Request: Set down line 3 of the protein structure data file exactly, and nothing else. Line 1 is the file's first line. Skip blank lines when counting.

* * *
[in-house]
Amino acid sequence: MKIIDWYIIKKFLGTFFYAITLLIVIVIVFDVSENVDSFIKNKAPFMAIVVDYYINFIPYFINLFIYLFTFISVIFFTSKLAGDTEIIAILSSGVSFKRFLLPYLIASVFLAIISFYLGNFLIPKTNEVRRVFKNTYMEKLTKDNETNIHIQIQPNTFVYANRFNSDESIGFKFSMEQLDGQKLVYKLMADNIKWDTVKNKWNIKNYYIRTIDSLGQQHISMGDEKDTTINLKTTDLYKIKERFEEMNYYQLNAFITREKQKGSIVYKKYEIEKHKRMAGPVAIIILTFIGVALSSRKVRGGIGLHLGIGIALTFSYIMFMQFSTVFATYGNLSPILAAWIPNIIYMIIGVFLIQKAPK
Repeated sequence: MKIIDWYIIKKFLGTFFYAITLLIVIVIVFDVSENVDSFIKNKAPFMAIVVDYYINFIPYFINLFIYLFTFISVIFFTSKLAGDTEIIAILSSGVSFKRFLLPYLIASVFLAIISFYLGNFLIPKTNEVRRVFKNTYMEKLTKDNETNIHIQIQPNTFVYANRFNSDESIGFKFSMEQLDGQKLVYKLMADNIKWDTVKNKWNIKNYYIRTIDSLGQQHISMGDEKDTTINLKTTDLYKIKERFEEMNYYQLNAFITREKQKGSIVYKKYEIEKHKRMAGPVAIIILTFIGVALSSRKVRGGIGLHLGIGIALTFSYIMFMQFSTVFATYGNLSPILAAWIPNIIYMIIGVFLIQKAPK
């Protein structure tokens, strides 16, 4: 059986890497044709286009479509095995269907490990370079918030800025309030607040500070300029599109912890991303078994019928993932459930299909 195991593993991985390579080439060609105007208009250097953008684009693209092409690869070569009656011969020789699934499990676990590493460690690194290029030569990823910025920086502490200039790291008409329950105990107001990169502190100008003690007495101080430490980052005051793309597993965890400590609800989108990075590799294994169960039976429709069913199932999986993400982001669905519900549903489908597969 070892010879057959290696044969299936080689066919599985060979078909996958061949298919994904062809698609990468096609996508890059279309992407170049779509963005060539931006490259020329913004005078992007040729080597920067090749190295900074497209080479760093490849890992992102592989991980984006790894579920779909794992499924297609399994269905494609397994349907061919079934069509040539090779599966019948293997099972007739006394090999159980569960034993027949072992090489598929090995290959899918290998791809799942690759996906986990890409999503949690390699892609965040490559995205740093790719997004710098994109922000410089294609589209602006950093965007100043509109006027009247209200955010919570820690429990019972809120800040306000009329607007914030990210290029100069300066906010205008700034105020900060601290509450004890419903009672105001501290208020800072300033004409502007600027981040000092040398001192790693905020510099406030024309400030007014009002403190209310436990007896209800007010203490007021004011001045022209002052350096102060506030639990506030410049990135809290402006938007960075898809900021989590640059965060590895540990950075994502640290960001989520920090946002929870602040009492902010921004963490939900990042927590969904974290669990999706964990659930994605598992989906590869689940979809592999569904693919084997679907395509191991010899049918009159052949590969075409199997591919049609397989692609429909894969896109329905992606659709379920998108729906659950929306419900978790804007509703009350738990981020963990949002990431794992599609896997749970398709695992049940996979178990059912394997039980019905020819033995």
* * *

Repeated sequence: MKIIDWYIIKKFLGTFFYAITLLIVIVIVFDVSENVDSFIKNKAPFMAIVVDYYINFIPYFINLFIYLFTFISVIFFTSKLAGDTEIIAILSSGVSFKRFLLPYLIASVFLAIISFYLGNFLIPKTNEVRRVFKNTYMEKLTKDNETNIHIQIQPNTFVYANRFNSDESIGFKFSMEQLDGQKLVYKLMADNIKWDTVKNKWNIKNYYIRTIDSLGQQHISMGDEKDTTINLKTTDLYKIKERFEEMNYYQLNAFITREKQKGSIVYKKYEIEKHKRMAGPVAIIILTFIGVALSSRKVRGGIGLHLGIGIALTFSYIMFMQFSTVFATYGNLSPILAAWIPNIIYMIIGVFLIQKAPK